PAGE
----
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"He's a guy that's come in the League and hasn't earned respect. It's just frustrating to see a young guy like that come in here and so much as think that he's better than a lot of people. You have to earn respect in this League. It takes a lot. You can't just come in here as a rookie and play like that. It's not the way to get respect from other players around the League." - Mike Richards on P.K. Subban, Nov. 17th.

"You come into a league, a respectful league like this, and you try a little move like that. It's not a very classy thing. That's just the kind of person he is." - Dan Ellis on Linus Omark, Dec. 10th.

Two separate quotes. Two separate games. Three weeks apart.

One consistent feeling: Hard-nosed NHL veterans don't appreciate young rookies showing them up.

When P.K. Subban(notes) constantly chirped the opposition during last month's Philadelphia Flyers/Montreal Canadiens game, that's what set off Richards. The fact that Subban -- he of 20 NHL games at the time - managed to get under the skin of some Flyers players, including the team's captain, during a 3-0 Canadiens win shows that he was successful in his efforts. It also showed he was willing to stick up for his teammates despite his status as a 21-year old rookie in the league.

The only reason majority of hockey fans outside of Edmonton and Sweden know Linus Omark's(notes) name is because of YouTube. His dazzling shootout displays have been akin to Internet porn over the last few years. You couldn't get enough of them. So when Omark beat Tampa Bay Lightning Dan Ellis(notes) in style to clinch the shootout for the Oilers against Tampa Bay on Friday, it's no surprise that hockey fans immediately began to seek out video of the goal. Marking his NHL debut with that kind of exclamation point is just another notch on Omark's already impressive reel of highlights.

There's a culture in hockey that respect need to be earned, no matter who you are. Despite the fact that Subban has always been talkative on the ice going back to his junior days and Omark has been making YouTube videos since the days when Len Barrie and Oren Koules had a plan for the Lightning franchise, when players enter the NHL, they're apparently expected to leave their personalities at the door.

And what a load of crap that is.

In this age where personality is king (see: Biz Nasty) and fans are drawn to athletes who aren't afraid to be themselves, the post-game press conference cliches have grown tiresome and the robotic nature of players leaves much to be desired.

As the Vancouver Sun's Cam Cole pointed out this week, players are taught to be uncontroversial, plain and downright boring from early on in their careers:

Talkativeness is held to be a character flaw in hockey, and our juniors learn this before they've ever set foot in the pros. Our heroes have been Bobby Orr, who preferred not to speak at all, Wayne Gretzky, who was pleasant but instinctively uncontroversial, Mario Lemieux - who hid from the public until he needed help building his arena, then quickly ducked back under cover - and now Sid The Kid, whose next verbal revelation will be his first.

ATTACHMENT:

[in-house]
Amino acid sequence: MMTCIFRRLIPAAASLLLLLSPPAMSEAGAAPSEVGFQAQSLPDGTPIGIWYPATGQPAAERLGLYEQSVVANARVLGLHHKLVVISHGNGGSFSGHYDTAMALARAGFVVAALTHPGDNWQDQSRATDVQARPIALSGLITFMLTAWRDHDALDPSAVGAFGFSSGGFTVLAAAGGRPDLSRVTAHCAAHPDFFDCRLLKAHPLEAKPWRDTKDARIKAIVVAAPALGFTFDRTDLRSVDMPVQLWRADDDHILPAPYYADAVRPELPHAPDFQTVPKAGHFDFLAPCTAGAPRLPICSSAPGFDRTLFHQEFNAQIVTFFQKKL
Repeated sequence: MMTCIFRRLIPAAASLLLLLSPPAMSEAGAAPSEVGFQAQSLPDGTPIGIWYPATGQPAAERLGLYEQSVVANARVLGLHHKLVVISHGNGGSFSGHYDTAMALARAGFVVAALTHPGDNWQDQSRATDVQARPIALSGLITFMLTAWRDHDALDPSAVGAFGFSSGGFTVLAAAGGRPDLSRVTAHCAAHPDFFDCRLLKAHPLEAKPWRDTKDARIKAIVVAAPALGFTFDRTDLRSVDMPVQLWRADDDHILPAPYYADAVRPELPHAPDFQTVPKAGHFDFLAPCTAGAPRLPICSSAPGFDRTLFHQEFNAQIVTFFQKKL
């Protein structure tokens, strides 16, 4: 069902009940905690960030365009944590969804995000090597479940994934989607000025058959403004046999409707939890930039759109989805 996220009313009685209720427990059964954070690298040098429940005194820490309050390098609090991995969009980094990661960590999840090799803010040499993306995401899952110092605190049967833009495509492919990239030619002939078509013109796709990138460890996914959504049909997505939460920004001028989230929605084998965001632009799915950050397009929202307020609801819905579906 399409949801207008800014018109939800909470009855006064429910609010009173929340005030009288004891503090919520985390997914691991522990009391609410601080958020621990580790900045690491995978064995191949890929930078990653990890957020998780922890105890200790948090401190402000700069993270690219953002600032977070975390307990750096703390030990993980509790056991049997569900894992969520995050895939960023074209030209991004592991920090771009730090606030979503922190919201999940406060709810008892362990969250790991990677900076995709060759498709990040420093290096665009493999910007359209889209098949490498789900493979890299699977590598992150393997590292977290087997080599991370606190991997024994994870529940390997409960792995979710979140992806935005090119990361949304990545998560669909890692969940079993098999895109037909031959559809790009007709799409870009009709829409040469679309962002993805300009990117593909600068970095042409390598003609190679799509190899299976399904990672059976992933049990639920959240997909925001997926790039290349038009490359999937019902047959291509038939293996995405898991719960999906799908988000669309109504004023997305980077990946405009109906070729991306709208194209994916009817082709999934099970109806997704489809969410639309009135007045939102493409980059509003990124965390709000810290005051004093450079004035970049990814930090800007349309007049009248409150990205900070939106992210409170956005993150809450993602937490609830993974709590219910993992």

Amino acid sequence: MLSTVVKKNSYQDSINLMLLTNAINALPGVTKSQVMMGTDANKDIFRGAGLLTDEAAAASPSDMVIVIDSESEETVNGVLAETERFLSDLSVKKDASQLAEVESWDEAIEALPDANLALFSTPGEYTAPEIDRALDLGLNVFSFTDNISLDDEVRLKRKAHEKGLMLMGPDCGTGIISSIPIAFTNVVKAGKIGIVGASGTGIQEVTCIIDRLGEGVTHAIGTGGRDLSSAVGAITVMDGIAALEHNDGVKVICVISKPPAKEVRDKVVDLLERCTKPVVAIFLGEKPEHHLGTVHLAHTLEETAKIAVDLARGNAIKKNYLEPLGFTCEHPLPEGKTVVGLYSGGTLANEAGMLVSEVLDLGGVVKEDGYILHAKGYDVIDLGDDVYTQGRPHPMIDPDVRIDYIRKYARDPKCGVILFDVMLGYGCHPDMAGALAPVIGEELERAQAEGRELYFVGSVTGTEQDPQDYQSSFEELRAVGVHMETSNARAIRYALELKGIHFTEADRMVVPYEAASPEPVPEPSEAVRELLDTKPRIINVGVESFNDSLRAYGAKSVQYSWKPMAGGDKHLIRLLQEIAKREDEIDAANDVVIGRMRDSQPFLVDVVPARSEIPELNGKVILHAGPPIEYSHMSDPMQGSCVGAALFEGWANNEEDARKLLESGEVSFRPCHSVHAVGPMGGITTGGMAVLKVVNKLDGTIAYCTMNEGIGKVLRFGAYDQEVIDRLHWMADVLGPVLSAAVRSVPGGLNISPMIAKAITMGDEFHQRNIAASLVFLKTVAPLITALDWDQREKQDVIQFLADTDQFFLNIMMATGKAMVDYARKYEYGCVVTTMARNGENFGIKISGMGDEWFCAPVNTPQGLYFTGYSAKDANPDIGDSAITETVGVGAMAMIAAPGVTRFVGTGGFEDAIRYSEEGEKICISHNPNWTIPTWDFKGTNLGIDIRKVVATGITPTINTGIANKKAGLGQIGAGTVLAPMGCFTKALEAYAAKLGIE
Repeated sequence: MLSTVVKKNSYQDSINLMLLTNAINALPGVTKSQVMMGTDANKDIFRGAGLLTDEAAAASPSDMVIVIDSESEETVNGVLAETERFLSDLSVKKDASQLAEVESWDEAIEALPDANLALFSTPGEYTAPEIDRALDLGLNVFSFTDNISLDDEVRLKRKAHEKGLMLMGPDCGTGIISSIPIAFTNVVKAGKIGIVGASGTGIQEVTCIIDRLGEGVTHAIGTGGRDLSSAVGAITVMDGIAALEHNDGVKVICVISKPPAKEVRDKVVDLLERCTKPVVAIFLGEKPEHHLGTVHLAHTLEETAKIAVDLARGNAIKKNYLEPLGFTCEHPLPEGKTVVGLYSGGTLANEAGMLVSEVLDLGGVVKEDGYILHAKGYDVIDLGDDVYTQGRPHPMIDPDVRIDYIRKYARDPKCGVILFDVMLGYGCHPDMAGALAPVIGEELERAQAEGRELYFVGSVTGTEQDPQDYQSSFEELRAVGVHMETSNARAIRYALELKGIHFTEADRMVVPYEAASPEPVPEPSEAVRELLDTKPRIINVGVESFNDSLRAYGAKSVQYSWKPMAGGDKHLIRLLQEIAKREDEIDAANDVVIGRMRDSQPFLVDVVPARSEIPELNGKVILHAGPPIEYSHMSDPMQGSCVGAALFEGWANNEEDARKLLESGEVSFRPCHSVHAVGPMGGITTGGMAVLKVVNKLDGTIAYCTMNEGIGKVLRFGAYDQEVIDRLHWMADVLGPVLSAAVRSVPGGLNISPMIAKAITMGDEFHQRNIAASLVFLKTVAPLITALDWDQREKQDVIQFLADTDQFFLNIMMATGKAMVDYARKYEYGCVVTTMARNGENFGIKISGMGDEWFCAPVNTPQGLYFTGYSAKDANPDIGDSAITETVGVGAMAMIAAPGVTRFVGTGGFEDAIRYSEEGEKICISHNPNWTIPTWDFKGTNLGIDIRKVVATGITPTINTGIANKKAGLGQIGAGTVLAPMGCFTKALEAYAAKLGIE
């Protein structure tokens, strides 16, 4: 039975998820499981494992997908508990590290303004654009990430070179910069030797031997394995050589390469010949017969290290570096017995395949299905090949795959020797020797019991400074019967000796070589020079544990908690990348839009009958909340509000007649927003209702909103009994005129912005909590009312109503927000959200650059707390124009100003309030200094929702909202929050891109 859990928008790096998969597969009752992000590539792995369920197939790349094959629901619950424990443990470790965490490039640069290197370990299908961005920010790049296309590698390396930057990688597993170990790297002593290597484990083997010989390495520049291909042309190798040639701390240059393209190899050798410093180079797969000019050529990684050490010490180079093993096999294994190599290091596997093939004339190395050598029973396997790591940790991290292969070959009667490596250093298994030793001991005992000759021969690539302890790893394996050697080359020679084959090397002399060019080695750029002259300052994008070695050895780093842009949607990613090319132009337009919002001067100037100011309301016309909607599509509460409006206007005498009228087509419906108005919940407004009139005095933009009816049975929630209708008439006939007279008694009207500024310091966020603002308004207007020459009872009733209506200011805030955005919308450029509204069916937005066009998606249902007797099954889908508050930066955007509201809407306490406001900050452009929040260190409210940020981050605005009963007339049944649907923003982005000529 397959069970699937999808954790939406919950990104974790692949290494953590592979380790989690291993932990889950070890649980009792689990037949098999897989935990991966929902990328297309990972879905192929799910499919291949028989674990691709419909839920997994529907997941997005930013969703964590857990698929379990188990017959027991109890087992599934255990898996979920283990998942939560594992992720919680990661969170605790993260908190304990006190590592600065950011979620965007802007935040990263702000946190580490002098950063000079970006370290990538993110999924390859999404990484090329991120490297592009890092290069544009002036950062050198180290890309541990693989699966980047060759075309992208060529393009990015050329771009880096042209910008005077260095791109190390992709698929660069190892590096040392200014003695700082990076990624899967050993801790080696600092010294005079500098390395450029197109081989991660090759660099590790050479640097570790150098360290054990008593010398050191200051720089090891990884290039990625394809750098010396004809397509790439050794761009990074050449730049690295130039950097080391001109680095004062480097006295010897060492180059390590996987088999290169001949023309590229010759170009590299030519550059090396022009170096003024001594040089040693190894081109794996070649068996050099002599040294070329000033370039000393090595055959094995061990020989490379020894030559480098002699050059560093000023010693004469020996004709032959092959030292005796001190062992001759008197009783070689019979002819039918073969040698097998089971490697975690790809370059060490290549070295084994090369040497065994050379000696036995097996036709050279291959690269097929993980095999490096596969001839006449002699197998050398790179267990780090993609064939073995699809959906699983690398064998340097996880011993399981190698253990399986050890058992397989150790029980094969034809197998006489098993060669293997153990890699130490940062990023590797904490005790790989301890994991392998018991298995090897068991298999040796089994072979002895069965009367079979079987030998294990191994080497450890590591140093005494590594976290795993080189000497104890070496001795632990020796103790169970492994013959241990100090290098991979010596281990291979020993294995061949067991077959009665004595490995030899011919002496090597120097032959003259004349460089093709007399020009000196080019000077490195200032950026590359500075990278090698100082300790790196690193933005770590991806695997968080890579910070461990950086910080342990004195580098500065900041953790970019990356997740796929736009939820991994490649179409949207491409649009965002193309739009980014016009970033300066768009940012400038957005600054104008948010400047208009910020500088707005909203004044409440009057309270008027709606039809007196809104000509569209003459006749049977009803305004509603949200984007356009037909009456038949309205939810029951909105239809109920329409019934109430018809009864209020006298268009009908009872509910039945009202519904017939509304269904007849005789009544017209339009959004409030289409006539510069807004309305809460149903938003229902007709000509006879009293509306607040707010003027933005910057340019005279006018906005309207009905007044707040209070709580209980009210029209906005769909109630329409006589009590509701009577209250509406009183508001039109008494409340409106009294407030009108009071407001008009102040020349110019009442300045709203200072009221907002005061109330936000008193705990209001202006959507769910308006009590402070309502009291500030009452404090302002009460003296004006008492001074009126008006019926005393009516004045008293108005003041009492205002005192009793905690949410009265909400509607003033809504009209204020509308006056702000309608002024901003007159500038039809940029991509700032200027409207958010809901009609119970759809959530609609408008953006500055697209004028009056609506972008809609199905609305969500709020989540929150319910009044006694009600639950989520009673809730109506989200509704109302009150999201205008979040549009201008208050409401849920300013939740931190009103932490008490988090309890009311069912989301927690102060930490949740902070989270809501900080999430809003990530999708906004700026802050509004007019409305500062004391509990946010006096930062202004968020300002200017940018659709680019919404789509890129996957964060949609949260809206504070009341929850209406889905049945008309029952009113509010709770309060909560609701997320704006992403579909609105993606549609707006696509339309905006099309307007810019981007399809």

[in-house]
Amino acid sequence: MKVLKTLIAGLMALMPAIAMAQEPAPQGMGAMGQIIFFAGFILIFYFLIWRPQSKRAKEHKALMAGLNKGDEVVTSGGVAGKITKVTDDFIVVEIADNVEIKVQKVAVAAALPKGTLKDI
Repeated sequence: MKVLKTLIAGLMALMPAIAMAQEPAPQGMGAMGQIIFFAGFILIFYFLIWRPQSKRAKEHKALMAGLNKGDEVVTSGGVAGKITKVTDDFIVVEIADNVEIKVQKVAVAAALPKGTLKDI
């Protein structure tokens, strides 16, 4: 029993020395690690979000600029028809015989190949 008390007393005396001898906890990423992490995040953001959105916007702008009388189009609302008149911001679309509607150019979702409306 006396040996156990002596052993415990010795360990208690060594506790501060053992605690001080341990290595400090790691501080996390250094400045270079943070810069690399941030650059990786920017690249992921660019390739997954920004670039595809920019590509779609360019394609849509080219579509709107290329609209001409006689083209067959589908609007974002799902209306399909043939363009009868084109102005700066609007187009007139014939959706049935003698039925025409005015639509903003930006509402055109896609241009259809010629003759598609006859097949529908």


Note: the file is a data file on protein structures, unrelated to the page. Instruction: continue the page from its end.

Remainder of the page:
Players like Jeremy Roenick(notes) and Brett Hull and Chris Chelios(notes), who had things to say and didn't hold back, were not only a dying breed, they were always viewed with suspicion by hockey's conservative establishment. Probably because we media guys loved them.

Then, too, they were all Americans, and American individuality is notoriously more difficult to trample beneath an iron boot.

A Canadian who expresses himself at length is apt to be labelled a clubhouse lawyer (Willie Mitchell's(notes) burden) or at least a selfish, non-team player (see Shane O'Brien(notes)) if not downright weird (Kyle Wellwood(notes)).

This behavioural law is occasionally waived in non-traditional hockey markets, where something more than the game itself is needed to sell tickets and players' personalities are reluctantly cultivated in aid of marketing.

Playing in hockey markets like Montreal and Edmonton, Subban's words and Omark's flashy style will echo louder than they would elsewhere. But whatever negative reaction they get, whether on or off the ice, would be a hindrance to the marketing of the game.

Subban talks too much on the ice? Make him pay with a big hit or get him to drop the gloves. Or better yet, ignore him.

Omark's shootout was "a ... joke", "embarrassing" and "disrespectful"? How 'bout next time stopping the damn thing; then the embarrassing, disrespectful joke will be on him.

What's the barrier that Subban and Omark need to cross in order to gain respect from their NHL bretheren before they can be themselves on the ice? And what did Maxim Lapierre(notes), Sean Avery(notes), Matt Cooke(notes), and Jordin Tootoo(notes) among others do to cross that line from needing to earn respect and gaining it?

Much like every team needs specific players for specific roles, a team full of nothing but guys who "give it 110 percent" and take things "one shift at a time" and "play to our game" is boring.

Subban wasn't calling press conferences and randomly calling out players for no reason and Omark didn't call his shot using the referees mic before his shootout attempt last night.

Let Subban and Omark be brash individuals inside a game dominant with conformists.

It's a breath of fresh air and we should just breathe it in.

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